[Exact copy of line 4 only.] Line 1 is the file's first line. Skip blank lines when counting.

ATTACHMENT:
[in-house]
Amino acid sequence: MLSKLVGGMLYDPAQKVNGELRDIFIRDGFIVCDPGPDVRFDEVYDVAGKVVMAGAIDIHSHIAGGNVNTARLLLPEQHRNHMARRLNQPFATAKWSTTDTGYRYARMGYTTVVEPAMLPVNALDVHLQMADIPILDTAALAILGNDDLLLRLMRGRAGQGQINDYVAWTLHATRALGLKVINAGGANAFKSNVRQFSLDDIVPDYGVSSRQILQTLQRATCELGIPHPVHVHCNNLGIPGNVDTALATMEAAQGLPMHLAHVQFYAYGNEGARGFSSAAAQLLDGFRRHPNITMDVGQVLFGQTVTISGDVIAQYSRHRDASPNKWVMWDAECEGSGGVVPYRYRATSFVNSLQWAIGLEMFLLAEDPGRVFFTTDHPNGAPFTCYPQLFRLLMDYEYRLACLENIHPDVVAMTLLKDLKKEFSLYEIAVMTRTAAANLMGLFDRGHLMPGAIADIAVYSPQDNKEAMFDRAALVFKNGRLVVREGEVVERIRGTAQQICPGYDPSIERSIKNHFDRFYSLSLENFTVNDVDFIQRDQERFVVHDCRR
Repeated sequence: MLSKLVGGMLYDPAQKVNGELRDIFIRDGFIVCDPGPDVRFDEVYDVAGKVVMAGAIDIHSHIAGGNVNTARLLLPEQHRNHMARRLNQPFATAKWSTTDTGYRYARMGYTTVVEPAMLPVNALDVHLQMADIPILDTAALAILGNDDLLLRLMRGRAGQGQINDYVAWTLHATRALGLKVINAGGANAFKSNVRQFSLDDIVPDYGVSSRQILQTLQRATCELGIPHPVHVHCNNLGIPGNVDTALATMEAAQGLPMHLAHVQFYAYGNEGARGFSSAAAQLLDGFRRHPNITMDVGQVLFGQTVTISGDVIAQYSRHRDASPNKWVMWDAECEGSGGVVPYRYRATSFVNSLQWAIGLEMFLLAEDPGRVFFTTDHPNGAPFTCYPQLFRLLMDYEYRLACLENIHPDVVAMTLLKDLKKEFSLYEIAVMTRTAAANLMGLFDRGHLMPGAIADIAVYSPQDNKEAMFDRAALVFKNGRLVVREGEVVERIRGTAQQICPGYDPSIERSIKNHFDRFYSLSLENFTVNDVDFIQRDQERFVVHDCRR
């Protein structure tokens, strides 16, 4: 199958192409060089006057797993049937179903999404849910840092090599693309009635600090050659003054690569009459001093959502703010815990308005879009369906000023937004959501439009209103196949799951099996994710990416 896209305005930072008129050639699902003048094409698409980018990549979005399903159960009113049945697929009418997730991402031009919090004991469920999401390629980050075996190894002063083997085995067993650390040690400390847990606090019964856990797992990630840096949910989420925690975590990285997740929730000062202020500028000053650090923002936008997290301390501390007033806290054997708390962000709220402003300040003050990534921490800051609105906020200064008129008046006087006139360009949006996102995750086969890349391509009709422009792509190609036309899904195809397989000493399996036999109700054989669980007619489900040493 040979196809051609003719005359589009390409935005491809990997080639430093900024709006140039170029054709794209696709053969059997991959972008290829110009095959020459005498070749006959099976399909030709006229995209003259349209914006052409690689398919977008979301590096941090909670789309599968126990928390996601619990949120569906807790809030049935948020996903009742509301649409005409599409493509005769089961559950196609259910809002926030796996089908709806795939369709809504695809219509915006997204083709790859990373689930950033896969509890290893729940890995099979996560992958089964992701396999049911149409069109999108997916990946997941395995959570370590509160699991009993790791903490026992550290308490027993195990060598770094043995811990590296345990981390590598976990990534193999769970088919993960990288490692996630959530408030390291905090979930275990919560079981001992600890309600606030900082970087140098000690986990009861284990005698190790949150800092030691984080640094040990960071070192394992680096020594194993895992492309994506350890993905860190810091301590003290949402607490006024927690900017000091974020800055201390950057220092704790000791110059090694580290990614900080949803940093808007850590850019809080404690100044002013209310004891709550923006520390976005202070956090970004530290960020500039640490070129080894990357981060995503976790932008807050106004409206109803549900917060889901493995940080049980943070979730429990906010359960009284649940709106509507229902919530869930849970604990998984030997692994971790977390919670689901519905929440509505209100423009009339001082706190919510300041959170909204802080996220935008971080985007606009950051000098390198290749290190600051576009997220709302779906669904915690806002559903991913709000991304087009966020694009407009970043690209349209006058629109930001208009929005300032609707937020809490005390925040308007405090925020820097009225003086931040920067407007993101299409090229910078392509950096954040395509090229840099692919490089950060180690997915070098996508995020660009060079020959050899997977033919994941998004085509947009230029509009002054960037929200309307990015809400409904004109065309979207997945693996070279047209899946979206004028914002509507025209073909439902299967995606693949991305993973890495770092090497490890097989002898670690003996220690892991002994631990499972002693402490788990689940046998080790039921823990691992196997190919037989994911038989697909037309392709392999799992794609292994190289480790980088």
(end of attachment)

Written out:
């Protein structure tokens, strides 16, 4: 199958192409060089006057797993049937179903999404849910840092090599693309009635600090050659003054690569009459001093959502703010815990308005879009369906000023937004959501439009209103196949799951099996994710990416 896209305005930072008129050639699902003048094409698409980018990549979005399903159960009113049945697929009418997730991402031009919090004991469920999401390629980050075996190894002063083997085995067993650390040690400390847990606090019964856990797992990630840096949910989420925690975590990285997740929730000062202020500028000053650090923002936008997290301390501390007033806290054997708390962000709220402003300040003050990534921490800051609105906020200064008129008046006087006139360009949006996102995750086969890349391509009709422009792509190609036309899904195809397989000493399996036999109700054989669980007619489900040493 040979196809051609003719005359589009390409935005491809990997080639430093900024709006140039170029054709794209696709053969059997991959972008290829110009095959020459005498070749006959099976399909030709006229995209003259349209914006052409690689398919977008979301590096941090909670789309599968126990928390996601619990949120569906807790809030049935948020996903009742509301649409005409599409493509005769089961559950196609259910809002926030796996089908709806795939369709809504695809219509915006997204083709790859990373689930950033896969509890290893729940890995099979996560992958089964992701396999049911149409069109999108997916990946997941395995959570370590509160699991009993790791903490026992550290308490027993195990060598770094043995811990590296345990981390590598976990990534193999769970088919993960990288490692996630959530408030390291905090979930275990919560079981001992600890309600606030900082970087140098000690986990009861284990005698190790949150800092030691984080640094040990960071070192394992680096020594194993895992492309994506350890993905860190810091301590003290949402607490006024927690900017000091974020800055201390950057220092704790000791110059090694580290990614900080949803940093808007850590850019809080404690100044002013209310004891709550923006520390976005202070956090970004530290960020500039640490070129080894990357981060995503976790932008807050106004409206109803549900917060889901493995940080049980943070979730429990906010359960009284649940709106509507229902919530869930849970604990998984030997692994971790977390919670689901519905929440509505209100423009009339001082706190919510300041959170909204802080996220935008971080985007606009950051000098390198290749290190600051576009997220709302779906669904915690806002559903991913709000991304087009966020694009407009970043690209349209006058629109930001208009929005300032609707937020809490005390925040308007405090925020820097009225003086931040920067407007993101299409090229910078392509950096954040395509090229840099692919490089950060180690997915070098996508995020660009060079020959050899997977033919994941998004085509947009230029509009002054960037929200309307990015809400409904004109065309979207997945693996070279047209899946979206004028914002509507025209073909439902299967995606693949991305993973890495770092090497490890097989002898670690003996220690892991002994631990499972002693402490788990689940046998080790039921823990691992196997190919037989994911038989697909037309392709392999799992794609292994190289480790980088």